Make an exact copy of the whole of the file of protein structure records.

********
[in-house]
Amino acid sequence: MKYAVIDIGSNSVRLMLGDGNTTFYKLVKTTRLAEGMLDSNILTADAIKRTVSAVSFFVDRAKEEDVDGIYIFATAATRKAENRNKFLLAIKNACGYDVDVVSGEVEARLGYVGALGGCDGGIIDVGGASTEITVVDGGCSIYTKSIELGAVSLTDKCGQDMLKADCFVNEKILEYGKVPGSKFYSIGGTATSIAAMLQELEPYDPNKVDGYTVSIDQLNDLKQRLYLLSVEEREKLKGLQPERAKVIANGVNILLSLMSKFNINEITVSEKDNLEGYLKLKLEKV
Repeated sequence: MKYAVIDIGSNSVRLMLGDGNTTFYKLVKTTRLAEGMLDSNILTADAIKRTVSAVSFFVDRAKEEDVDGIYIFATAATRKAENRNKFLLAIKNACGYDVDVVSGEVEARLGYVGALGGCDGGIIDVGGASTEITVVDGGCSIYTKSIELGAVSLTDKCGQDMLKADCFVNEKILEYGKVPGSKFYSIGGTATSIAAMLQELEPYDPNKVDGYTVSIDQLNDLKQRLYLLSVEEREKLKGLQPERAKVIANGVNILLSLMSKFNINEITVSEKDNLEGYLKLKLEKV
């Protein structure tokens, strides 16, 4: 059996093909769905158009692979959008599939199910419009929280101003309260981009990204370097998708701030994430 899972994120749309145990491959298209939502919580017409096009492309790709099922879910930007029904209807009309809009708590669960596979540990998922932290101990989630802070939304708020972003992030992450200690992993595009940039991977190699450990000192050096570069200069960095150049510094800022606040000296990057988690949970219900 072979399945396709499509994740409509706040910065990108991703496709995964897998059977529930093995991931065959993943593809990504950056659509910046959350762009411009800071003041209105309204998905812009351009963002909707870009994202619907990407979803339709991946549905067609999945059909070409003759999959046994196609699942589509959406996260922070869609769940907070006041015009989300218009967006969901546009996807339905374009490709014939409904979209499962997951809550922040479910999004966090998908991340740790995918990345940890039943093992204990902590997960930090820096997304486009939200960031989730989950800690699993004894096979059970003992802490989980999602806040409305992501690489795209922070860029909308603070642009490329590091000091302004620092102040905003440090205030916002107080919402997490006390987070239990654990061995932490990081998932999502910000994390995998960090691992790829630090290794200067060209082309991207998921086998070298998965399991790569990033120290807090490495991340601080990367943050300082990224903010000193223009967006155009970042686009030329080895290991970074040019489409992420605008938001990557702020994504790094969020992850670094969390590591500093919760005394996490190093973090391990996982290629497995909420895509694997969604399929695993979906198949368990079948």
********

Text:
[in-house]
Amino acid sequence: MKYAVIDIGSNSVRLMLGDGNTTFYKLVKTTRLAEGMLDSNILTADAIKRTVSAVSFFVDRAKEEDVDGIYIFATAATRKAENRNKFLLAIKNACGYDVDVVSGEVEARLGYVGALGGCDGGIIDVGGASTEITVVDGGCSIYTKSIELGAVSLTDKCGQDMLKADCFVNEKILEYGKVPGSKFYSIGGTATSIAAMLQELEPYDPNKVDGYTVSIDQLNDLKQRLYLLSVEEREKLKGLQPERAKVIANGVNILLSLMSKFNINEITVSEKDNLEGYLKLKLEKV
Repeated sequence: MKYAVIDIGSNSVRLMLGDGNTTFYKLVKTTRLAEGMLDSNILTADAIKRTVSAVSFFVDRAKEEDVDGIYIFATAATRKAENRNKFLLAIKNACGYDVDVVSGEVEARLGYVGALGGCDGGIIDVGGASTEITVVDGGCSIYTKSIELGAVSLTDKCGQDMLKADCFVNEKILEYGKVPGSKFYSIGGTATSIAAMLQELEPYDPNKVDGYTVSIDQLNDLKQRLYLLSVEEREKLKGLQPERAKVIANGVNILLSLMSKFNINEITVSEKDNLEGYLKLKLEKV
């Protein structure tokens, strides 16, 4: 059996093909769905158009692979959008599939199910419009929280101003309260981009990204370097998708701030994430 899972994120749309145990491959298209939502919580017409096009492309790709099922879910930007029904209807009309809009708590669960596979540990998922932290101990989630802070939304708020972003992030992450200690992993595009940039991977190699450990000192050096570069200069960095150049510094800022606040000296990057988690949970219900 072979399945396709499509994740409509706040910065990108991703496709995964897998059977529930093995991931065959993943593809990504950056659509910046959350762009411009800071003041209105309204998905812009351009963002909707870009994202619907990407979803339709991946549905067609999945059909070409003759999959046994196609699942589509959406996260922070869609769940907070006041015009989300218009967006969901546009996807339905374009490709014939409904979209499962997951809550922040479910999004966090998908991340740790995918990345940890039943093992204990902590997960930090820096997304486009939200960031989730989950800690699993004894096979059970003992802490989980999602806040409305992501690489795209922070860029909308603070642009490329590091000091302004620092102040905003440090205030916002107080919402997490006390987070239990654990061995932490990081998932999502910000994390995998960090691992790829630090290794200067060209082309991207998921086998070298998965399991790569990033120290807090490495991340601080990367943050300082990224903010000193223009967006155009970042686009030329080895290991970074040019489409992420605008938001990557702020994504790094969020992850670094969390590591500093919760005394996490190093973090391990996982290629497995909420895509694997969604399929695993979906198949368990079948």